Why Scandi? Well, why not!

There’re certain values underpinning the Scandinavian style. One is environmental friendly production which has a long tradition in the Nordic countries. But in 2016 environmental friendly is not enough. Now we are in for the whole story; we want to know how, from where, by whom and of what the product is made.

Transparency is another Scandi style quality. In the iconic design from the Modernism until now there’s no hiding of materials used. On the contrary, you can easily detect that a Wegner ”Y-chair” is made of solid wood and paper cord. You’ll also know from where the wood is taken and how the paper cord is produced.


Making of the Wishbone Chair aka ”Y-chair” by Hans J Wegner, designed in 1949 and in production by Carl Hansen & Son since 1950. Solid hard wood and paper cord. Video copyright Carl Hansen & Son.

The lack of ornament of the classics has blended with new colour schemes and materials and transformed into contemporary. It might be minimalistic, but it is a ”friendly minimalism” where the reduced form comes forth as visual sustainability.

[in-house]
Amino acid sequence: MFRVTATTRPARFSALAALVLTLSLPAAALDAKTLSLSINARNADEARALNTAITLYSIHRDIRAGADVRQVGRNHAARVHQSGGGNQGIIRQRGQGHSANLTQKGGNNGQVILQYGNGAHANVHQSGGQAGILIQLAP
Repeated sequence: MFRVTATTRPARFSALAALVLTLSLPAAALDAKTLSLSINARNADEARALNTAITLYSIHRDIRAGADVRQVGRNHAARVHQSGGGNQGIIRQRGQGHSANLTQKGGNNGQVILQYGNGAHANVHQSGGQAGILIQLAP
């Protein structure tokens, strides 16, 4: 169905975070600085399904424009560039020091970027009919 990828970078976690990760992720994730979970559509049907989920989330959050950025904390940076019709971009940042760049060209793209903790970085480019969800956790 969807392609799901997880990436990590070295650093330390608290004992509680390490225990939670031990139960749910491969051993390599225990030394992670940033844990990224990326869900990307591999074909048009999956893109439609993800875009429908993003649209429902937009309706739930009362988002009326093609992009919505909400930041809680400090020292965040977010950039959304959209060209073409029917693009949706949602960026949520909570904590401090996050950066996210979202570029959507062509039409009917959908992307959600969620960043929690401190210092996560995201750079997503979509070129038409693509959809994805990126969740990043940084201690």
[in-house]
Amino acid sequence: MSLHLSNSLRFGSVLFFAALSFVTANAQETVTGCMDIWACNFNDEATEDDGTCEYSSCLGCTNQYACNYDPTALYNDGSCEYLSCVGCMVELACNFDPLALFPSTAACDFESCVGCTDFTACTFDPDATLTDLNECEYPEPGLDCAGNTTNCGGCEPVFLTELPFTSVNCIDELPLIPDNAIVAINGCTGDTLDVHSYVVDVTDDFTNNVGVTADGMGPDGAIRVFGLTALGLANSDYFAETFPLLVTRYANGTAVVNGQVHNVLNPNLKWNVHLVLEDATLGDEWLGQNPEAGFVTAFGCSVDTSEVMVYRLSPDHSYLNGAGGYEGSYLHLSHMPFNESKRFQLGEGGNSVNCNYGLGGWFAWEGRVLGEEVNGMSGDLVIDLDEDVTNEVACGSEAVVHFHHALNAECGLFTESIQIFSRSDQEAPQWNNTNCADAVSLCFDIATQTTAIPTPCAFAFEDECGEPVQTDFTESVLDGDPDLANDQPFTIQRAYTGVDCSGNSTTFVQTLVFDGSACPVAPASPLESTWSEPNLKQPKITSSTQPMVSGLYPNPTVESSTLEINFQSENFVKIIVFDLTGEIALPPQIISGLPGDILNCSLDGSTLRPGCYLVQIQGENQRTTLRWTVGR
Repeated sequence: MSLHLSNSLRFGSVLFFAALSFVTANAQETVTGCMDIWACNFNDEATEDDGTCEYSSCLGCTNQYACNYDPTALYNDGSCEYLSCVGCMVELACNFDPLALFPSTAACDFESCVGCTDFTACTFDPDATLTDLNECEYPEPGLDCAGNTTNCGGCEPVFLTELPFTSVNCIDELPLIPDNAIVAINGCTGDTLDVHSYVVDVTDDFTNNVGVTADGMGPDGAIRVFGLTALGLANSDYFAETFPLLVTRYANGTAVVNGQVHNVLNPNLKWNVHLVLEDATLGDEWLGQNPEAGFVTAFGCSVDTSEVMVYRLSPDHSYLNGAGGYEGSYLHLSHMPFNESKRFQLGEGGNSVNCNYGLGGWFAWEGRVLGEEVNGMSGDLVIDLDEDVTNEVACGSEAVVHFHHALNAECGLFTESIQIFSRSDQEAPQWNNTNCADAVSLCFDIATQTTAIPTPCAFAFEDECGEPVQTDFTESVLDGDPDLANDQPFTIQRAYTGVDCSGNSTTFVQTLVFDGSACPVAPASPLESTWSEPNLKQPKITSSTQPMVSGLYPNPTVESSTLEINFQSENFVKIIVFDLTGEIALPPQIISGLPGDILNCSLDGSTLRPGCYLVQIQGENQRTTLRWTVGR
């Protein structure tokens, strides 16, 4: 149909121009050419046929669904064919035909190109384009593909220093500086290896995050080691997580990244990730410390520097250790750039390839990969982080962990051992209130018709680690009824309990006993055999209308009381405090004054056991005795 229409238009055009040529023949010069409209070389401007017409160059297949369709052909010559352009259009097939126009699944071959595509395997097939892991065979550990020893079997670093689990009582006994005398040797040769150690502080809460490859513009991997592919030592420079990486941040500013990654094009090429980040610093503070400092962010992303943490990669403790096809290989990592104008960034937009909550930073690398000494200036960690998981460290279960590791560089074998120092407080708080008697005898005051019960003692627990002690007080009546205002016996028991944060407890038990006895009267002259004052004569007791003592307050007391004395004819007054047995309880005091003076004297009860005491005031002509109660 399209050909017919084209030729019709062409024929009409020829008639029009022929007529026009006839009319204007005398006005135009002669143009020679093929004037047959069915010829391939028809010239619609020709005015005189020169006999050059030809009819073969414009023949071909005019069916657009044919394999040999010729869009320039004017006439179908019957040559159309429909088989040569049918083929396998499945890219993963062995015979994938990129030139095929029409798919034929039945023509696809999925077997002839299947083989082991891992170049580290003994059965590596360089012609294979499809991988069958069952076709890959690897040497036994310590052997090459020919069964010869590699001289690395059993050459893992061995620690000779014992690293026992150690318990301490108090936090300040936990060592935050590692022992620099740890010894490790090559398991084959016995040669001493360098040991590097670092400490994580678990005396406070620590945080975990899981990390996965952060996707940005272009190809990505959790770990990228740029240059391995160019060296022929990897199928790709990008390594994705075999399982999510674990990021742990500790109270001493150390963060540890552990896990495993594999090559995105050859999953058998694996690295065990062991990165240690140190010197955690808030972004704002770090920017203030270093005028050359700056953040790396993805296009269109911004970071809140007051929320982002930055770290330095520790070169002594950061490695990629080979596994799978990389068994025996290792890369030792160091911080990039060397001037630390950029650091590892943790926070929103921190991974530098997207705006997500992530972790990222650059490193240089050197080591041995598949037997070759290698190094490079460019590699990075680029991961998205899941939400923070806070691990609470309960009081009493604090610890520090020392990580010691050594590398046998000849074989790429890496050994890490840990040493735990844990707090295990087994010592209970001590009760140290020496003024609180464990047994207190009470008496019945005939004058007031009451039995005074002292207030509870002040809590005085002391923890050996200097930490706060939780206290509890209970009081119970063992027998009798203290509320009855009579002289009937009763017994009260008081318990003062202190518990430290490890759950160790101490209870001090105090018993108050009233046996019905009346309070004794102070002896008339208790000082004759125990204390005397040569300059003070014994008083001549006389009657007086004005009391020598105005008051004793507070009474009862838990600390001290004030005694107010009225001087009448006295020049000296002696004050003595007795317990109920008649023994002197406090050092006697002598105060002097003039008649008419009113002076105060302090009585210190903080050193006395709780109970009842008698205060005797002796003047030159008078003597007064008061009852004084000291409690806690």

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Marfa light, garden torch by Claesson, Koivisto, Rune for Smaller Objects (2015). Galvanized and powder coated steel. The dark anthracite grey colour also has a practical function – it is forgiving to the soot formed by burning. Photo copyright Smaller Objects.

Natural materials. In 2015 we learned that one of the most common materials of the Scandinavian and Nordic design, namely leather, is not as good as we thought. Instead the production of leather has proved multi toxic and carries a disturbing amount of abuse to and suffering by animals, humans and environment. We also learned that big scale production of wool is at risk becoming the next full scale disaster. Not long ago we also realized that production of cotton is a huge evironmental problem. Flax is popping up as a possibility for the future. But the Scandi designer of today also do hi-tech, perhaps most obvious with the lighting brands where the heritage of the Scandinavian traditions is used to create world leading design.

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From growing flax to harvesting, preparing and spinning it into linen. Manhattan kitchen towel by Peter Condu for Klässbols (1981). Photo copyright Klässbols.

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Busby light by Sam Hecht & Kim Colin/Industrial Facility for Wästberg (2015). The contemporary Scandi lamp is no longer a subject of electricity but of electronics. Printed circuit boards, micro-chips, diodes and interfaces are now the staple ingredients, giving us greater control, conserving energy and providing longer lifespans. Photo copyright Jara Varela/Wästberg.

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